I have been looking for reading material to encourage our son to read and one series that was recommended to me by multiple sources was the Magic Tree House books by Mary Pope Osborne. So I’ve read the first few books by the power of my library card.
Here’s the elevator pitch. Brother and sister Jack and Annie Smith discover a tree house full of books. By using pictures in the books, they can travel through time and space via the tree house. And, since I read the Wikipedia page, I know they get powerful magical patrons as the series goes on.
I haven’t done a comprehensive study of chapter books for the young but the Magic Treehouse books seem a cut above what I remember reading back when Fred Flintstone lived down the street. The sentence structure is solid. The books don’t talk down to kids. And they are theoretically educational, particularly if your kids read the supplemental non-fiction books.
Of course, reading it as an adult, the plots are remarkably simple and simplistic. The characterization consists of a motivation and a couple quirks. Indeed, both kids show what would be suicidally poor judgement in what would be even slightly more serious setting. Judy Bloom herself couldn’t justify the kids surviving. But all of that is par for the course for this genre.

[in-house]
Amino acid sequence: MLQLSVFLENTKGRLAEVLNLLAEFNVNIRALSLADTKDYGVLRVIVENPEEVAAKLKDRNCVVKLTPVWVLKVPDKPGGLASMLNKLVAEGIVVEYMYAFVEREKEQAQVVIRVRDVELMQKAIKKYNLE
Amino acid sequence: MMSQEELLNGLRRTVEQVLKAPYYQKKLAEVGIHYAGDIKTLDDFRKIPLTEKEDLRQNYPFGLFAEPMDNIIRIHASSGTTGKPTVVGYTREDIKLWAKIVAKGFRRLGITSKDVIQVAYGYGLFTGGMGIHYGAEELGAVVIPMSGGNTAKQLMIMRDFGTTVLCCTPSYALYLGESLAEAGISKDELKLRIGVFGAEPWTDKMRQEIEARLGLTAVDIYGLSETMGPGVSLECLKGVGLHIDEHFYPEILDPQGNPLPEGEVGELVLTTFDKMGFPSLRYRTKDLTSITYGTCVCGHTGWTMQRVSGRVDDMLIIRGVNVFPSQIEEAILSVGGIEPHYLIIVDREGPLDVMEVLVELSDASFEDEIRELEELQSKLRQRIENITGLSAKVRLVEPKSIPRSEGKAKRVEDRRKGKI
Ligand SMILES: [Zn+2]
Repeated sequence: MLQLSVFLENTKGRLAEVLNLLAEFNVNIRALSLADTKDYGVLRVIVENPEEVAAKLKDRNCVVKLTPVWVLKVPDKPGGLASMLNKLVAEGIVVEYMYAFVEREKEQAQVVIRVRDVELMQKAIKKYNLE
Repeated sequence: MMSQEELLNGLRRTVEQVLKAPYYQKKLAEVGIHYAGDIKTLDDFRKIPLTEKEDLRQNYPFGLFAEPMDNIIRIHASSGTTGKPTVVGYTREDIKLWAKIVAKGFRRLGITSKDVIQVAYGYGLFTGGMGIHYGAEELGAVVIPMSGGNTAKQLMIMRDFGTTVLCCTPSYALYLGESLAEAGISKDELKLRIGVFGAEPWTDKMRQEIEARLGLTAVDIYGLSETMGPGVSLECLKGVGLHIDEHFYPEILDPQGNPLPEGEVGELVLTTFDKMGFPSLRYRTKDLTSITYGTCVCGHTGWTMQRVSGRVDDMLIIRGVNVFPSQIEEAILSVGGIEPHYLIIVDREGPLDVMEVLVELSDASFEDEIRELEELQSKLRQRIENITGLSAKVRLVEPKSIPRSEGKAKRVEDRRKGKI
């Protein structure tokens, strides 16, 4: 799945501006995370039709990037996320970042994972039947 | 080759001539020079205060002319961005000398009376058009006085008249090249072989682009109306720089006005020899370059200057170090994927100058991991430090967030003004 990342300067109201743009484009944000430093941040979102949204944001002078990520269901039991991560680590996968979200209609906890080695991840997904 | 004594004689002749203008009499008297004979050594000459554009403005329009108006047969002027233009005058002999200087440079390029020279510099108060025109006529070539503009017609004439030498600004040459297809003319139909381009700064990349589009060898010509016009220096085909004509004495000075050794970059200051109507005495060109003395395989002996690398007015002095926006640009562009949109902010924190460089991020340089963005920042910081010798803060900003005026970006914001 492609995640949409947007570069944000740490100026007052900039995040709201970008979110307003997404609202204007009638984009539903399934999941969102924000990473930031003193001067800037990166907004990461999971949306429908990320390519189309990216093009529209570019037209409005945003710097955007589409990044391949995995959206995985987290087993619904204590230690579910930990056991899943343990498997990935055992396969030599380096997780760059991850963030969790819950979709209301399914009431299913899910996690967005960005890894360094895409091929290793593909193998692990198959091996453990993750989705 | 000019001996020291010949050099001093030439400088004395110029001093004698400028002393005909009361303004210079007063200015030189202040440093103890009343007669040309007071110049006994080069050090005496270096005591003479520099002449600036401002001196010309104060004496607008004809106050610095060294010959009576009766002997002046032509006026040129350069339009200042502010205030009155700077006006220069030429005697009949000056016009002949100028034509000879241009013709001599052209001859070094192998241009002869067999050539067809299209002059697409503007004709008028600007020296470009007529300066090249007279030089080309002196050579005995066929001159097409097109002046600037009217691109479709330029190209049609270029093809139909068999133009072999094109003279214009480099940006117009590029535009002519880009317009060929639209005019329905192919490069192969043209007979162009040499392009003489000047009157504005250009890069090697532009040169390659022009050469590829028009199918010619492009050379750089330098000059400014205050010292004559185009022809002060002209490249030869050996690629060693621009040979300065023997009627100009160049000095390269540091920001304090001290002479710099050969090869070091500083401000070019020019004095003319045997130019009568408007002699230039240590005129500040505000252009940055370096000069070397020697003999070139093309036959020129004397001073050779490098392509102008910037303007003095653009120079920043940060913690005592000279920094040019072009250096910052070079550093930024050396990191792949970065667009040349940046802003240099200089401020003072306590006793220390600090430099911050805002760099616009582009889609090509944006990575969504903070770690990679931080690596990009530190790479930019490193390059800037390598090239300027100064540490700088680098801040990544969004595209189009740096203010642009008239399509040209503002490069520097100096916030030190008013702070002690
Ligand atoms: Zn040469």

What has actually struck me as both a pro and a con is that the books are broken down into arcs. And, after the taken the half hour to read the first arc (thanks again, library), it felt particularly like one book had been sliced into four pieces.
Now, if I am able to get our son to try the books, having them come in bite-sized chunks will make them a lot more approachable for him. The books being less intimidating may be a big deal. But, if I’m not getting them from the library, that means the books will cost four times as much :D
While I do enjoy reading young adult literature, and even some juvenile literature, these books aren’t enough to interest me. However, I’d be happy if our son has read a shelf of them by this time next year.
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